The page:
Some have come to believe over the years that followed that King would have been saddened or heartbroken to see people rioting after his death, seeing his movement marred by violence, seeing people respond to the hatred which caused him to be slain with even more hate. People love to quote from the famous "I Have a Dream" speech, but less remembered is a speech he gave at Stanford University now known as "The Other America." His views on riots were more nuanced than you may have thought for a man who is known for non-violent protests, and although he did condemn violence, he spoke about it as a symptom of the disease of racism which should be heeded as a warning to cure our collective ills. Riots were in fact the direct consequence of what the good Reverend called a "triple ghetto" for its black citizens: "A ghetto of race, a ghetto of poverty, a ghetto of human misery."
"I think America must see that riots do not develop out of thin air. Certain conditions continue to exist in our society which must be condemned as vigorously as we condemn riots. And what is it that America has failed to hear? It has failed to hear that the plight of the Negro poor has worsened over the last few years. It has failed to hear that the promises of freedom and justice have not been met. And it has failed to hear that large segments of white society are more concerned about tranquility and the status quo than about justice, equality and humanity."
As we remember and celebrate the work that Dr. King did to overcome the evils that plagued our nation then and still do today, we must also remember that to condemn those who protest or riot is to also do him a disservice. The Reverend was a man of peace, but he was also a man of the people, and as surely as he embraced non-violence he also understood how racism made so many people so angry about the disenfranchisement and poverty they experienced. He did not ignore this anger nor did he condemn it -- he sought only to remind us that this anger would not go away just because you could call in the police or the National Guard to quell the riots. That just pushes the anger back down beneath the surface, waiting to boil up and explode all over again. His lesson to us is to do more than pay lip service to change. We as a society all have to address hatred and racism in meaningful ways that make a direct impact on the day to day lives of those suffering from its effects. If not we should become used to riots -- they are the inevitable outcome of opportunity denied.
It's time for another edition of The Hip-Hop Shop. Episode #409 is called Find a Way With Words. We have new material from Jorai, Milwaukee Monstas, Mr. Lif and more! Follow us @RapReviews so you never miss a new podsafe free show.
* Jorai - Find a Way
* Milwaukee Monstaz f/ Timbo King - Soldiers of Words
* Mpulse - The Storm
* Chino XL, Pace Won, Spider Da God - New
* Revalation (Rev of EMS) - Justice For Justin
* L'Orange & Mr. Lif - There's an Art to Sleeping
* Villain - So High
* Curt Digga - Pretty Thugs
DM360: Ran Reed is strong-arming 2017 with the impending release of his new compilation LP, Still Commanding Respect, that he’s promoting today with a double-feature video for standout tracks “Pathetic M.C.’s” and “Doo Doo.”
A.R.: I wanted to send you new music from Portland artist Quiz Zilla and his super catchy/dope new single Wolf In Sheep's Clothing. This is Quiz's first release in a while after stepping away to rebrand himself.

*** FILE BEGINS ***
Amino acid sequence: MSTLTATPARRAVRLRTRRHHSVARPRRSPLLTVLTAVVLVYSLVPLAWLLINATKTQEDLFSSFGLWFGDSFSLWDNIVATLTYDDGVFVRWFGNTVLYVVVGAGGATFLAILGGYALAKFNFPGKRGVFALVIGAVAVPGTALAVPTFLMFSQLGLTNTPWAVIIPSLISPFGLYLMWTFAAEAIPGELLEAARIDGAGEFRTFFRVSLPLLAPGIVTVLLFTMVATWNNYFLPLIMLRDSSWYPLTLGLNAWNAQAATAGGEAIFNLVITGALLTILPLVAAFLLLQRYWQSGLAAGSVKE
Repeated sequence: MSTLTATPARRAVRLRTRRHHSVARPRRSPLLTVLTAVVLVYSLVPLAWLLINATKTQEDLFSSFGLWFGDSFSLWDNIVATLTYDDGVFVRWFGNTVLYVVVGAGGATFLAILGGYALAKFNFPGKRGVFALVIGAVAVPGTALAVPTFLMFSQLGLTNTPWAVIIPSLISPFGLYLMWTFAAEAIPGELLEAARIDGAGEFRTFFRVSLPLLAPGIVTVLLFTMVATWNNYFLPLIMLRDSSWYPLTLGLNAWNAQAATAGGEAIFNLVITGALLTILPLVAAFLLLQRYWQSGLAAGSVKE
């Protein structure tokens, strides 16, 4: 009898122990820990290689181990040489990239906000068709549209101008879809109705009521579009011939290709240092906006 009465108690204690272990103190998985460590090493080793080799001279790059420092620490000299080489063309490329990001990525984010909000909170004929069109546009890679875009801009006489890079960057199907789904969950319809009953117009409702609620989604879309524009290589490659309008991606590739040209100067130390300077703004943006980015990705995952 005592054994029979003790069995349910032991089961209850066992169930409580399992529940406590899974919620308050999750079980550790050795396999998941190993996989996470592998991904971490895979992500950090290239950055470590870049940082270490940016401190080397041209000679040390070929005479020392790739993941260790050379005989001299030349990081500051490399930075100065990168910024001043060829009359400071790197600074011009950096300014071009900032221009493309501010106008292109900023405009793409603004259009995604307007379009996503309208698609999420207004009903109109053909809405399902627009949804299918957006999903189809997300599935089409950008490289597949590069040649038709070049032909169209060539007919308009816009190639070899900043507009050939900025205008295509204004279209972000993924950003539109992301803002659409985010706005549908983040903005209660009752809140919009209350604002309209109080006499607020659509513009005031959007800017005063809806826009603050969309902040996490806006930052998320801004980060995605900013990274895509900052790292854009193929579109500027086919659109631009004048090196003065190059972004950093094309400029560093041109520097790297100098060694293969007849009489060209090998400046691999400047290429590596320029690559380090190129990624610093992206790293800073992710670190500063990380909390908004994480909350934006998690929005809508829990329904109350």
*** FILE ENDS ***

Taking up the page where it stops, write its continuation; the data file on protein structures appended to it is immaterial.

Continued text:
Quiz Zilla - Wolf In Sheep's Clothing (Prod by BLUMAGIC)
Wanja: After seventeen years behind the scenes, Justin White finally unleashes his scathing debut, "Impromptu." Described as a public service announcement to hip hop and American society as a whole, White details the deterioration of his mental state parallel to the current decline of human decency using intricate rhyme schemes, crafty wordplay, and unforgiving metaphors over a soundtrack of stellar production.
AZ's Teammate Markus Drops 'Prices' LP | Now Available Through All Major Digital Retailers & Streaming Outlets!
DM360: After releasing several notable projects over the past few years, Teammate Markus shares his most impressive and remarkably produced effort to date with Prices. It serves as the rising Tempe, Ariz. rapper's full-length debut and, fittingly, captures everything you'd want from an artist in his first proper showing.
That being said, Markus' previous releases allowed for growth and maturation, because while still young, there's a weight to the emcee's words throughout this record. And you hear it right from the jump with "We Out Here," a magnetic and energetic opening cut that he's been playing live recently to the joy of his crowds.
"It really sets the tone for the whole record," Markus says of "We Out Here," while adding that other personal Prices standouts include "About You" and "Cup of Tea." The former is a surprising slab of funk, fueled by Markus' fun vocals and producer Harry Mars' bright instrumentation. "Cup of Tea," which received the video treatment, is also fun, but in more of a stunt-on-your-haters type of way.
Harry Mar's bright instrumentations provides the lush canvas for the entirety of Prices, and that becomes evident with each track that plays on the album. He and Markus are a natural duo—they also play together in the band Without Feeling Weird—and like-minded studio rats. That, too, is evident when you hear a cut like "Drunk As Me," which boasts thoughtful production from Mars and world-weary wisdom from Markus.
"My goal for this record is to really make a statement," Markus says of Prices. "I want people to know that in our little corner of the valley we are making music at a seriously high level, and I want people to feel as proud of it as I do."
One listen to Prices and it's safe to say you'll feel that pride, and then some. Prices is now available through all major digital retailers and streaming platforms!
VIDEO: "Cup of Tea"
01. We Out Here
02. One Hundred and 1
03. Drunk as Me
04. Pretty Neat
05. Med Card
06. About You
07. Price (feat. Cam Meekins)
09. Cup of Tea
13. In My Soul